A Word from the Bishop: June 2024

The Bishop and the Venerable Lydia Constant spend some time together at Provincial Synod in Calgary in May 2024.

As you may be aware, my path to becoming the 8th Bishop of Brandon was a long and winding one, which allowed me the gift of worshipping and celebrating the seasons of the Christian year in many different iterations of Cathedrals.  From the gothic and overpowering (in the eyes of an 8-year-old) St. Paul’s in London, Ontario to the white and awe-inspiring Cathedral in Halifax, and many in between, I have always been fascinated by the architecture, stories, history, sense of prayer and strife and celebration, the walls of our Canadian Anglican Cathedrals hold.  Our own Cathedral of St. Matthew’s holds just as much allure and inspiration for me now as all those Cathedrals of my past.

However much the architecture and history of the buildings themselves may call upon my heartstrings to do and be more within the Church, it isn’t the building or the trappings that truly call me to serve within the Church and outside the Church.  The true call for me lies in what a Cathedral stands for and what it speaks out into the Community surrounding it – both the city within which it exists and to the Diocese for whom it exists.

​The ‘cathedral” is named that because it is the building which houses or “hosts” the cathedra – the Bishop’s Seat.  I love the reality that every Church I visit and within which I am privileged to “come home and celebrate the sacred mysteries” essentially becomes the “cathedral” when I am there.  It is a reminder to me that where I go, so goes the work of the entire Diocese, and that really means that every single person who gathers to worship with me is an intrinsic and important partner in the work we all do together as the Diocese of Brandon.  We all worship, from time to time, in the Cathedral or a cathedral, as you and I worship together.  And do you know what that means?  It means that our Christian work and call to serve Christ in the community we live in, emanates from each and every one of our various “cathedrals.”

I have been having some powerful and energizing conversations of late about the role of Cathedrals within the Christian Church.  The Cathedral is at one and the same time two very distinct entities.  It is the Parish Church of the local congregation who call it home.  It is that place where congregants gather on Sundays and other days to break open the Word and share the Gifts of God in sacrament and actions.  It is the home of Bible Studies and AA groups.  It is the seat of arguments about whose pew is it or whether flowers should be on the altar or elsewhere.  It is a real, working parish church that does the local work of Jesus within the congregation.  That’s the first identity that a Cathedral holds.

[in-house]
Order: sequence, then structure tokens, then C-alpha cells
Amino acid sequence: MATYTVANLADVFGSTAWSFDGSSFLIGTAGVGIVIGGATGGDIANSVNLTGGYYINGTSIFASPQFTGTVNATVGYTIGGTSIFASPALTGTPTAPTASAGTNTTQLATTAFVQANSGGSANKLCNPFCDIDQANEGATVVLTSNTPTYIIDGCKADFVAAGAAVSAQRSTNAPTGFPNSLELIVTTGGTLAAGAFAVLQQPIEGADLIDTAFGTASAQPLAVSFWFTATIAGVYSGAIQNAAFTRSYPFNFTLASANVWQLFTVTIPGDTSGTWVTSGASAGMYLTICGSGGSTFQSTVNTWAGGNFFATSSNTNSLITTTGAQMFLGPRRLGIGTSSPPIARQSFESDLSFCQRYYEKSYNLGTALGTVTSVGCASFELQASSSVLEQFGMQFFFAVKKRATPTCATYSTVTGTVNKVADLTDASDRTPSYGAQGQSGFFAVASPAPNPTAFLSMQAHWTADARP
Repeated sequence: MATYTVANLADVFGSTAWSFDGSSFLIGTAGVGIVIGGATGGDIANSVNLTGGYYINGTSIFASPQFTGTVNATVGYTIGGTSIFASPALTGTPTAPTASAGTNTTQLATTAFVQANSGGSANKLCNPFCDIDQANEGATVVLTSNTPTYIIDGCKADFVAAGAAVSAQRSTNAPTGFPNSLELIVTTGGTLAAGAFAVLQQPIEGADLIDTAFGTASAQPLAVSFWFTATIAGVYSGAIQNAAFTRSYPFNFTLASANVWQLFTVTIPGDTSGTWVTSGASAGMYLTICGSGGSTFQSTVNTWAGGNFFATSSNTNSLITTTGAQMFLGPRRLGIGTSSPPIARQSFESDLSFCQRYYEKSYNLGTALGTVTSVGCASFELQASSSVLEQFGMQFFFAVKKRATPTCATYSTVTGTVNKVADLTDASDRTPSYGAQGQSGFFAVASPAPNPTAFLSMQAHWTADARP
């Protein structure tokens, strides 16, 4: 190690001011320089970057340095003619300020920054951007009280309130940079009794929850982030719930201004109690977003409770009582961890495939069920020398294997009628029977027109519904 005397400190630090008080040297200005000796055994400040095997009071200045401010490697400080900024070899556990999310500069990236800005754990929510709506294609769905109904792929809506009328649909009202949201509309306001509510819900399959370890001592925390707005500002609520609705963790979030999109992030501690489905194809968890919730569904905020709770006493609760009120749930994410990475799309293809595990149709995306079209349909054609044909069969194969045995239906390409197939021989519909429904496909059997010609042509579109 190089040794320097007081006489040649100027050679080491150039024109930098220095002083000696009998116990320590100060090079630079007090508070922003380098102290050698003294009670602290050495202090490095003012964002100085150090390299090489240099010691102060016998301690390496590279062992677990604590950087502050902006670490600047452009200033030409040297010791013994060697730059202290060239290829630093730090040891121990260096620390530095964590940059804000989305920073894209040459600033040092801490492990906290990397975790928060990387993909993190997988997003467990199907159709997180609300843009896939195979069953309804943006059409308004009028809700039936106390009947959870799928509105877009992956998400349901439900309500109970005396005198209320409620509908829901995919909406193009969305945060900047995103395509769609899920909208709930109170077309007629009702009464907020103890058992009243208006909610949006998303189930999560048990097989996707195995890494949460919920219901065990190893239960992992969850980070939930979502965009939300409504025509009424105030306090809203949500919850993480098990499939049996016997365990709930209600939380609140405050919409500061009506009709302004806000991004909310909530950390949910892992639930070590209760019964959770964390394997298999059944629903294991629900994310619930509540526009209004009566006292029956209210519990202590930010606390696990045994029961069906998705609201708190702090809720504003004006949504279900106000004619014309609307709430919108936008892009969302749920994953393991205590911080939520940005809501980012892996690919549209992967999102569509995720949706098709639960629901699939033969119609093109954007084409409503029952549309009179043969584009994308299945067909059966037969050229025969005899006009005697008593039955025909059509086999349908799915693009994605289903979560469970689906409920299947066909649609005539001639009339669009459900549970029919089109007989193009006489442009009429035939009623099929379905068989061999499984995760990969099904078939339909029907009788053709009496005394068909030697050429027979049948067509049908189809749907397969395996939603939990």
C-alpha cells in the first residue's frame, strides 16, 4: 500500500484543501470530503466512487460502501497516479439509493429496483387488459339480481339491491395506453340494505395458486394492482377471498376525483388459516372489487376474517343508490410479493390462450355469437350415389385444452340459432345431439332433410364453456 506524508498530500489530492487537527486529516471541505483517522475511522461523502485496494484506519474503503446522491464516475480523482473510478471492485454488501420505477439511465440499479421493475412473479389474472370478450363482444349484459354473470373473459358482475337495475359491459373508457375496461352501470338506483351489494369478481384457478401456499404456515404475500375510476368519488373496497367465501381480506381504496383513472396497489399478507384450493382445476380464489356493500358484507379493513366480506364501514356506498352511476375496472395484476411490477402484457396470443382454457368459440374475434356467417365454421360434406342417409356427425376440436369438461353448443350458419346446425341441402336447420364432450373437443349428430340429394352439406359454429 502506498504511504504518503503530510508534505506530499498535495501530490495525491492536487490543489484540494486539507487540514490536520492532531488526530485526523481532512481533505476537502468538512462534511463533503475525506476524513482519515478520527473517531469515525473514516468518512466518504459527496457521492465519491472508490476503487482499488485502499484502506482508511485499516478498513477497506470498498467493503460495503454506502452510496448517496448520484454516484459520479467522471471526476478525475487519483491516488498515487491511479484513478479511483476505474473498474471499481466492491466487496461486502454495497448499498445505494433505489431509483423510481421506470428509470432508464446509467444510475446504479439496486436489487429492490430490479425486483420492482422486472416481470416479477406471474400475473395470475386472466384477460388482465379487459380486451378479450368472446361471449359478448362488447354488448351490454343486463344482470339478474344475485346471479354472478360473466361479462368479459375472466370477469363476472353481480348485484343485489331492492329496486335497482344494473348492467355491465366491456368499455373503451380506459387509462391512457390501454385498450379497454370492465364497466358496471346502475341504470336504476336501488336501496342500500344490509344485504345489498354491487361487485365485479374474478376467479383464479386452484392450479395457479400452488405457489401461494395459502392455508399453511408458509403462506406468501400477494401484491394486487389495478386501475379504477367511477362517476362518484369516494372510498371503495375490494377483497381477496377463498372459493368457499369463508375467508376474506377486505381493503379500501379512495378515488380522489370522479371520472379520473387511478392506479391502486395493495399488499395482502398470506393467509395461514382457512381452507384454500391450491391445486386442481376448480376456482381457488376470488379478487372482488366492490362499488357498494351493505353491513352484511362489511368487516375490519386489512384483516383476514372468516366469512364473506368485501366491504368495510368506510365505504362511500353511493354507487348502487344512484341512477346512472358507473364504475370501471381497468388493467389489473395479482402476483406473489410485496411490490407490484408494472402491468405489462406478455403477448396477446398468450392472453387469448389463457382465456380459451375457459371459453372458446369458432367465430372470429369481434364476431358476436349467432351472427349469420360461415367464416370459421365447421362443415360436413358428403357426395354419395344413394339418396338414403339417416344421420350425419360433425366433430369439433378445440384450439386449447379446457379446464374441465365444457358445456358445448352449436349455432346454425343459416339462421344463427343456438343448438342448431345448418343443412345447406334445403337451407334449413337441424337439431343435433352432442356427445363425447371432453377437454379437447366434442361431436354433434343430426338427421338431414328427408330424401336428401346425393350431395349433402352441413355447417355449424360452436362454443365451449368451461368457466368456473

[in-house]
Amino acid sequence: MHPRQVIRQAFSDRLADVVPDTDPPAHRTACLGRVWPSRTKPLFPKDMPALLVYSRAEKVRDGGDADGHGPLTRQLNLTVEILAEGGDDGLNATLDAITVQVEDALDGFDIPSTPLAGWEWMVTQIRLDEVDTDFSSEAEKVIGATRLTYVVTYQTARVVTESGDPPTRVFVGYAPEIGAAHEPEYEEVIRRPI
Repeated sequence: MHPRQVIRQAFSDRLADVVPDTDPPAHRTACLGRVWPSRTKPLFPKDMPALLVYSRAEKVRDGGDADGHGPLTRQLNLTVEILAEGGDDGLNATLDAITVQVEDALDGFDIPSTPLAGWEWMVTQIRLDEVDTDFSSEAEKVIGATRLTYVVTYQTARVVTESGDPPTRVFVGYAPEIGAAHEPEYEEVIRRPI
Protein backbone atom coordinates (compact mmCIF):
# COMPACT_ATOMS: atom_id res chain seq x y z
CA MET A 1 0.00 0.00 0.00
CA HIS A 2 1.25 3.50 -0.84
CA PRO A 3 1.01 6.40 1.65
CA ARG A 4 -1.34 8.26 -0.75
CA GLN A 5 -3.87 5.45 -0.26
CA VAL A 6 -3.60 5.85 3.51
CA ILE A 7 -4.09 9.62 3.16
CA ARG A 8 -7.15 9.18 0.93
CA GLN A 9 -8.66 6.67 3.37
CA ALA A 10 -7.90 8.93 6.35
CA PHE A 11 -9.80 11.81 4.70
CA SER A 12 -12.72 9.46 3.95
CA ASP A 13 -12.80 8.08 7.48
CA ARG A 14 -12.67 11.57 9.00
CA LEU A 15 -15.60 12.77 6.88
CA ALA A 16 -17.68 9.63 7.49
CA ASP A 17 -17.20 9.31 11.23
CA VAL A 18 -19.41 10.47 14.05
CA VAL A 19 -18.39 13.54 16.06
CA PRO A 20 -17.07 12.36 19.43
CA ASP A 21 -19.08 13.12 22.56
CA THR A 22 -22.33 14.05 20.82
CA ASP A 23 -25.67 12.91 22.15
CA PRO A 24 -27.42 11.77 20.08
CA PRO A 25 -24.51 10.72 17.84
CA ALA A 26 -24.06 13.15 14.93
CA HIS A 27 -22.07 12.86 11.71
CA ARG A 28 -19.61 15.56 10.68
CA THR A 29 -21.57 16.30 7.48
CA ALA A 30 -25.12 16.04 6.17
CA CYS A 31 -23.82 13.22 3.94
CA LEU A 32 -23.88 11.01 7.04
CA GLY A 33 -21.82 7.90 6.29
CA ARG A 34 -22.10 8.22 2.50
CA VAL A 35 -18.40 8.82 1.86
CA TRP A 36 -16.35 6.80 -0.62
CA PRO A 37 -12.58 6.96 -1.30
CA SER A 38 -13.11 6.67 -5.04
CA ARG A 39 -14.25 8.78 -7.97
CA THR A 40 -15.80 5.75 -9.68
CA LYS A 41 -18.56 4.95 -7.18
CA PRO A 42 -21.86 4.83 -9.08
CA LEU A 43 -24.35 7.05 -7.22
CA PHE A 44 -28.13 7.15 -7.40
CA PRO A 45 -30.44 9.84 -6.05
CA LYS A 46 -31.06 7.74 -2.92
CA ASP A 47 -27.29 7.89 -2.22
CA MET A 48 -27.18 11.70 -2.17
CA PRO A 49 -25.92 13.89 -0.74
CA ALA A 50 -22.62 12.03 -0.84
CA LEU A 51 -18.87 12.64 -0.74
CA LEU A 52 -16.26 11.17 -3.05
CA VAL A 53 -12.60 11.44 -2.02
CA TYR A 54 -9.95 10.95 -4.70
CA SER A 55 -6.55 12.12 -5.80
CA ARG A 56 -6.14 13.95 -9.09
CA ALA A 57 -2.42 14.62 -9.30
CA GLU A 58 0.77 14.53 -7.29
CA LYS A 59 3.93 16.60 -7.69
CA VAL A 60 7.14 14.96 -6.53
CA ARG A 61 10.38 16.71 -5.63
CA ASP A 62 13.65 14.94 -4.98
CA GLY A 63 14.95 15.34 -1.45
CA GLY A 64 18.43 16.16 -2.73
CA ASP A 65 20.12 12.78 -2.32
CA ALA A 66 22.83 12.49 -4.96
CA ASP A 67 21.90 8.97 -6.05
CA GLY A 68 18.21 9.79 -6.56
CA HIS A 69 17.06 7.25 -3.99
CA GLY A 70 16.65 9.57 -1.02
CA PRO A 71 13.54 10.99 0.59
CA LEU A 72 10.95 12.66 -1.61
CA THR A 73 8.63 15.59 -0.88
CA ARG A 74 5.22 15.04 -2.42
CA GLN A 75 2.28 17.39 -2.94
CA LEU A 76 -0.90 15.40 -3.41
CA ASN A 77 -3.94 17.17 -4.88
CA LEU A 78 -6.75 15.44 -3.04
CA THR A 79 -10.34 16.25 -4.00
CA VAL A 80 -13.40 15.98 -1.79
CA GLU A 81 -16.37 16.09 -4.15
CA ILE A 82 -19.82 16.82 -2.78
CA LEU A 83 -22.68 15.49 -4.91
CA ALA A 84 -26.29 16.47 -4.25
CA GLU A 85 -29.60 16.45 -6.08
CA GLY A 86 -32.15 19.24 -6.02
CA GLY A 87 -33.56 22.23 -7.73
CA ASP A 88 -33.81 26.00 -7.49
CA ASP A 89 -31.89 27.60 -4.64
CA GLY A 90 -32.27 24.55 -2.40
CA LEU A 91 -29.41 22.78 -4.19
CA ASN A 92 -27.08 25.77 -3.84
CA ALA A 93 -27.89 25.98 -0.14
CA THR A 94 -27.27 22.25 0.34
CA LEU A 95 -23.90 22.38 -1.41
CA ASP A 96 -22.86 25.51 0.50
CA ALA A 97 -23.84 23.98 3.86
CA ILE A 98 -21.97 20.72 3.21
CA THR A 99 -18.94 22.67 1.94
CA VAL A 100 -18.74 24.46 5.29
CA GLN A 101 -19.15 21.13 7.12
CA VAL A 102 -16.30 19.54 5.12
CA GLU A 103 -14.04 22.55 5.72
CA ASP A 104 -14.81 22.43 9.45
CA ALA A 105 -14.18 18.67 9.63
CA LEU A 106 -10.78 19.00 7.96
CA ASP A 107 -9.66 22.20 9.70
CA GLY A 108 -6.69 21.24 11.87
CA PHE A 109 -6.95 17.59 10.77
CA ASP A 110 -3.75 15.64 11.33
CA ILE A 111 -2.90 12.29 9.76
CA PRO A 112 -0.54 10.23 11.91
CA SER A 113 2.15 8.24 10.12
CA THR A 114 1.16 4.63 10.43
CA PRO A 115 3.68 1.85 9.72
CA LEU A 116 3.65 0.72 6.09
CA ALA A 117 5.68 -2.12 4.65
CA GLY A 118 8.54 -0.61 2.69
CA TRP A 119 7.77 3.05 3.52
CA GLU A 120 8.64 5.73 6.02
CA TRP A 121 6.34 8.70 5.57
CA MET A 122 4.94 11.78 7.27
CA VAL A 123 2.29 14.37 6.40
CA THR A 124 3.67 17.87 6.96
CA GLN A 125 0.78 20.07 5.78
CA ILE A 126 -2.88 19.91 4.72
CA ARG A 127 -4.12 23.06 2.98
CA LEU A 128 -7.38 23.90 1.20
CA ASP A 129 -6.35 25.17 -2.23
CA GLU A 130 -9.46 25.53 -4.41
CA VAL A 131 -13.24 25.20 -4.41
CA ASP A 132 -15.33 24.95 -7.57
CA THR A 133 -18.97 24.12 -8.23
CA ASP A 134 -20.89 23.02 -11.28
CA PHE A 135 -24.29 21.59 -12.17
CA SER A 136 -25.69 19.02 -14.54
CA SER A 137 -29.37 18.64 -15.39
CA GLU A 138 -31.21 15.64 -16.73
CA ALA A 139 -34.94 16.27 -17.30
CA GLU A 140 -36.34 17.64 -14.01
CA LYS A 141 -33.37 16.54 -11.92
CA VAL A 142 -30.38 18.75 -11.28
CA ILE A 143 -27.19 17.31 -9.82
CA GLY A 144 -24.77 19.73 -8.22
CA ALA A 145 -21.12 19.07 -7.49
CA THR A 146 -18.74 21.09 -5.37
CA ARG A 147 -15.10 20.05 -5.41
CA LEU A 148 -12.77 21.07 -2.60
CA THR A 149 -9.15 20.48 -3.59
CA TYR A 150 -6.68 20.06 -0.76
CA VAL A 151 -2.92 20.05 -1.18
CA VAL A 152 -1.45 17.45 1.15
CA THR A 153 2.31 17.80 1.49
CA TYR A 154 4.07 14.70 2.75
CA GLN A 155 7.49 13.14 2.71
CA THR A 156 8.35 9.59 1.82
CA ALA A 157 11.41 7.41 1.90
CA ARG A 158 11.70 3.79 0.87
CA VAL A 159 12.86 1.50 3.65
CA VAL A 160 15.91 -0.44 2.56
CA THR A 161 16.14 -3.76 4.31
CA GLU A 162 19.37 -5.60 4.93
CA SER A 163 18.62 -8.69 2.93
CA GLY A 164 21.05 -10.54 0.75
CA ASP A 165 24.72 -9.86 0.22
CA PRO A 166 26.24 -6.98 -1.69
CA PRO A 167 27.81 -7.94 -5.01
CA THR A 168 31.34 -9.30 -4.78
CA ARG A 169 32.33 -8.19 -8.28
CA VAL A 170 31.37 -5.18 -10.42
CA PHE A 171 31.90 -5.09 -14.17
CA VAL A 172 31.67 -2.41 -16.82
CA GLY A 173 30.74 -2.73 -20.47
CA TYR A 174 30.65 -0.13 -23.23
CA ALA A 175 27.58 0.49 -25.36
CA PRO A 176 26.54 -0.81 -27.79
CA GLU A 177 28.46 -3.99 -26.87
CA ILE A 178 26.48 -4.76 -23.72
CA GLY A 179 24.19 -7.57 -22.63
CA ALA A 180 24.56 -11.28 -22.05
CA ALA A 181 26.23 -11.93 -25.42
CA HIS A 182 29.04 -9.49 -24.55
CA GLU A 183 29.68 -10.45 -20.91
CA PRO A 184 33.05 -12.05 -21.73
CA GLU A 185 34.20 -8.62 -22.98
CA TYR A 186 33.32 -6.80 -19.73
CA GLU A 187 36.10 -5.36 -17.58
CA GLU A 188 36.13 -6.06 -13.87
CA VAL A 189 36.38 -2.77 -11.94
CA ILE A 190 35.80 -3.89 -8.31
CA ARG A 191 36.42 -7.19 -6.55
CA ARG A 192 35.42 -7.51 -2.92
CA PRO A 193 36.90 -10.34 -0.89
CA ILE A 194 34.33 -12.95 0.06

​The second, and equally important identity a Cathedral holds, is that of being a shining light of Christ out into the community.  The Cathedral may be one of many, or simply a few, Anglican churches within a region, but it should always strive to become the heart of the Christian-Anglican presence for the entire community and Diocese.  It should do the work of serving the homeless, comforting the inconsolable, feeding the hungry, speaking truth to power on behalf of the powerless.  The Cathedral should be a safe harbour in a stormy sea for its own people (congregation and diocesan) and for all those who are Christ among us seeking to know that we are actively looking for Christ among us.

Some of you may be aware, and all of you should become aware, that our Cathedral Church of St. Matthew’s – like many of our local and smaller churches – is finding itself in a difficult financial place.  It may seem to many that the Cathedral is treated differently.  And oftentimes it is … as it should be.  It is the physical and geographical centre of our spiritual home as Anglicans in the Diocese of Brandon.  It is not more important; it is not more spiritually powerful; it is not more beautiful than any other of our Diocesan churches.  It is simply that touchstone which every single Anglican within Western Manitoba is encouraged to call their own.  The Cathedral is yours – it belongs to all of us.

​To that end, I would ask two things of all of you.  First, I ask that you share the following prayer together and individually each week.  Second, I ask that you take the time to read the monthly article that will be in The Mustard Seed entitled “The Cathedral Cloister” beginning in September.  You are also encouraged to send in your own thoughts, memories, hopes, dreams, possibilities for the relationship you have had or hope to have with your Cathedral.  St. Matthew’s needs you and we all need St. Matthew’s.  Together we will support and encourage our Cathedral to be both the congregational home for the regulars at St. Matthew’s and we will support and encourage our Cathedral to become all a Cathedral is meant be as a Beacon of Light and Hope in the Community and our Diocese.


A Prayer for Our Cathedral

 Creator of life, hope, and service, we uphold our Cathedral of St. Matthew. Open our hearts, eyes, minds, and hands, that we will know how You wish us to support our Cathedral.
May it truly become home for all of us. May it truly serve Your people in ways we cannot yet see. In Christ’s Holy Name we pray.  Amen.


Keep on reading

Skip to content